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The effect of a depressed aviation sector has been keenly felt in Crawley. But changes to the working environment may reinvigorate it, says IFA member David Fisher.
Tell us about your role and responsibilities
I’m the finance director to a Zambian aircraft ground and freight handling company, NAC2000 Corporation, and formerly I’ve been the FD to a number of airlines. While I don’t run a practice like many members, I do provide a lot of business mentoring and support – for love rather than money.
For my own professional development, I got involved in setting up the Crawley branch of the IFA, and am its ambassador. I spend most of my time in the UK – that’s certainly the case for the last 15 months since Covid-19.
What’s the current business and economic environment like in Crawley?
Some businesses are managing to get through the pandemic, but the area has been hit by the aviation sector’s problems. Gatwick Airport is still down 85% on passenger numbers, which has a massive impact on the local community and economy. I have friends and colleagues around here who are struggling. Furloughing still costs a business money, and I’m aware of businesses liquidating and hoping to restart when things improve in the future.
I think it will take the aviation sector up to four years to recover at this point in time, because we need large-scale vaccination across the globe, not just in pockets – otherwise free travel isn’t feasible.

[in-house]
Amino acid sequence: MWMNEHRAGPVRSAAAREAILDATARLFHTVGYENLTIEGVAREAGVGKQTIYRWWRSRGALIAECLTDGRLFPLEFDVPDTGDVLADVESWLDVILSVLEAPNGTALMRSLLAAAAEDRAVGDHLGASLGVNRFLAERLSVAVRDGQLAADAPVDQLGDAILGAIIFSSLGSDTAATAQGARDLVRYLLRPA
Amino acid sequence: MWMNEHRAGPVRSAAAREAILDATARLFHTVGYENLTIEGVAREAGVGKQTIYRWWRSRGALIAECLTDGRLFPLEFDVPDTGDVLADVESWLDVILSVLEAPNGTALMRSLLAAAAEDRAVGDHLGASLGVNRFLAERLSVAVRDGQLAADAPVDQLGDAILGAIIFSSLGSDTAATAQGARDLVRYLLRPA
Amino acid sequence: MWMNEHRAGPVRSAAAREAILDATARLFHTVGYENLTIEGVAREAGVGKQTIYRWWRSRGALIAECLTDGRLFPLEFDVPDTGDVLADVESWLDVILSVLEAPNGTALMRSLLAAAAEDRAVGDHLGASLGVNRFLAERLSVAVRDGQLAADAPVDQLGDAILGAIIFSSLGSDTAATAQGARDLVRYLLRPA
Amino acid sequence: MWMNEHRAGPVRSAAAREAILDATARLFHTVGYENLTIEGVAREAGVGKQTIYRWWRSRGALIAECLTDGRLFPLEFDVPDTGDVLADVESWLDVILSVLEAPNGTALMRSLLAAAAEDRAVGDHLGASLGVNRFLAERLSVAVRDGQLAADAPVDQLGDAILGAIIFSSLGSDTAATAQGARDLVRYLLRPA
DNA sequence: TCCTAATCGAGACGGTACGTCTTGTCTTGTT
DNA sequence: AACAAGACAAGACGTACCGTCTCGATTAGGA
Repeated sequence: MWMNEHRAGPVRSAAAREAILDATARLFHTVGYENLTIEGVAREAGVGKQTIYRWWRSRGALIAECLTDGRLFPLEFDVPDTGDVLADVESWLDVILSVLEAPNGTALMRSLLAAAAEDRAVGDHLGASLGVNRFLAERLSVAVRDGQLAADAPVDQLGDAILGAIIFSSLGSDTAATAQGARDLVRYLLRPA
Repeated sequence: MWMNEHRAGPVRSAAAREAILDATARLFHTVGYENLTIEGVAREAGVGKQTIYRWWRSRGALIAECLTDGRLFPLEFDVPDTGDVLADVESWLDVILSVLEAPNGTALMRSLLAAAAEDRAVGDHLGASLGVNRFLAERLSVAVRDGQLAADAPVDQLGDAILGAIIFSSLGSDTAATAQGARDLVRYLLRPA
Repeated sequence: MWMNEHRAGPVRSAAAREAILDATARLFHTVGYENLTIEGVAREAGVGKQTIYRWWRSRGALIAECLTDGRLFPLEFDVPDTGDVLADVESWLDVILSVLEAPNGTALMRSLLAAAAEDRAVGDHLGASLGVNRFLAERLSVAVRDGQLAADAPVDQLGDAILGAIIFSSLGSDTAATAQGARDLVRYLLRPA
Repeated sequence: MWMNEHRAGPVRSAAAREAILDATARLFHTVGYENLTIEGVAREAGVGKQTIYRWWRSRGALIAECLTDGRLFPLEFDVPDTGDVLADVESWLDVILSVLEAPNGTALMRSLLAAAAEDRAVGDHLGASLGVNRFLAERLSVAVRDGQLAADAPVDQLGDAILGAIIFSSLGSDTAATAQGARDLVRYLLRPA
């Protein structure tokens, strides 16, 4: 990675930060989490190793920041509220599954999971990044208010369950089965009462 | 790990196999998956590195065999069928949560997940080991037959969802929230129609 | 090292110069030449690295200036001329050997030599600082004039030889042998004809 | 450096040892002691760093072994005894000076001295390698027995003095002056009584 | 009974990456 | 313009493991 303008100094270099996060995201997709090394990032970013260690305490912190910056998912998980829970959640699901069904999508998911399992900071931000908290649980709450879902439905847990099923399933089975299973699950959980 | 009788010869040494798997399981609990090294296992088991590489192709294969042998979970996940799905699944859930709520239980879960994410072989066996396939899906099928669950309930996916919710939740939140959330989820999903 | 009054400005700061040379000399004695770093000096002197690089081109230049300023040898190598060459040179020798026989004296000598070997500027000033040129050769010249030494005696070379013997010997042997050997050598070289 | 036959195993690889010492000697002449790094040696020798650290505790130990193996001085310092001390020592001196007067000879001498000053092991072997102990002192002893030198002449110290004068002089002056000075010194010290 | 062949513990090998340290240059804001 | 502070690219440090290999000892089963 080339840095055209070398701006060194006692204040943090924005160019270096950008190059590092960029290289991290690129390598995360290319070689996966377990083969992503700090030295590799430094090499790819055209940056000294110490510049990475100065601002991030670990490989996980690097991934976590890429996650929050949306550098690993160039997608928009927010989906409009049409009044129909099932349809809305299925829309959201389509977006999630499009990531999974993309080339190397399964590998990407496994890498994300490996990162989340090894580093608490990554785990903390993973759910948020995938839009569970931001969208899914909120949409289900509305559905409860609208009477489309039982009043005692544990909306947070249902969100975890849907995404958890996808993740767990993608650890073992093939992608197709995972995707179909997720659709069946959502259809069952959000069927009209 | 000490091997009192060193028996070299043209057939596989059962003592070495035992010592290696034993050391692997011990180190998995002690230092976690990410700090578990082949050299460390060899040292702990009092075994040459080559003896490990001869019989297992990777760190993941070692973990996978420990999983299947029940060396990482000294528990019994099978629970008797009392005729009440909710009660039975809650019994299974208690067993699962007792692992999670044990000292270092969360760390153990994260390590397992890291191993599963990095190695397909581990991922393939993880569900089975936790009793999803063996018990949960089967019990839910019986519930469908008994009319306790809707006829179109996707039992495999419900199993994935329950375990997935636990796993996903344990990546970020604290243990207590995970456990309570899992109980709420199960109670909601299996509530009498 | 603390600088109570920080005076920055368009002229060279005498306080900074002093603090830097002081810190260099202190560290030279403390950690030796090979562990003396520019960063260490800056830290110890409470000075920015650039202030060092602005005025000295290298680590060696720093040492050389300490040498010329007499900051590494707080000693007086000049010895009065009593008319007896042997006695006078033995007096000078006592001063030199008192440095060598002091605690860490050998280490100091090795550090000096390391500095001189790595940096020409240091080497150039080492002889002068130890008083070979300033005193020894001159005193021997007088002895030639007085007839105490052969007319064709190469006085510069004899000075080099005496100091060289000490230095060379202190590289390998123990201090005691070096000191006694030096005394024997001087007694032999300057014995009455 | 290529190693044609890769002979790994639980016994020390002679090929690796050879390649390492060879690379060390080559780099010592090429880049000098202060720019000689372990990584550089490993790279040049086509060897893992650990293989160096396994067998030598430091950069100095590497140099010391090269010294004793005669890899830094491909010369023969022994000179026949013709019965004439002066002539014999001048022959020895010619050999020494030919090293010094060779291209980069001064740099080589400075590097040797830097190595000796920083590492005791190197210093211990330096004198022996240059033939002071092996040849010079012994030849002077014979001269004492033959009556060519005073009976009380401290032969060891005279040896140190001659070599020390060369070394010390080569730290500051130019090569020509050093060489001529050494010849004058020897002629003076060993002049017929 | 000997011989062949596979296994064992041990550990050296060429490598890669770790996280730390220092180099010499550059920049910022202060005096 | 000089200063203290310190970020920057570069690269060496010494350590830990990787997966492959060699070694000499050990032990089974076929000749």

There are green shoots in other parts of the local economy. With staff shortages due to a lack of foreign temporary workers I think the UK workforce will have to step up, and these employers may be forced to improve remuneration if these roles are longer-term.
How does the IFA work with business, people and the community in Crawley?
We had been busy, but then the pandemic hit. The branch is due re-energising. We have our first virtual meeting on 14 September and I’m really looking forward to it. It’s important for the IFA to do this, and more, to truly serve its members.
CRAWLEY AND WEST SUSSEX
As the home of the world’s second-busiest single-runway airport, the current travails of the aviation sector loom large over the area. At the end of June, Gatwick joined other industry representatives as part of the Travel Day of Action – an initiative to lobby the UK government to reopen travel and provide further support.
It joined the Airport Operators Association, Airlines UK and ABTA, among others, calling for financial support and the lifting of travel restrictions.
“Gatwick has been a major driver for the local and regional economy for several decades, as well as supporting the wider UK economy during that time,” stated Gatwick Airport chief executive Stewart Wingate. “The whole industry requires more tailored financial backing from government if we are to rebuild successfully and ensure the UK remains a significant global player with outstanding connections to major worldwide economies.”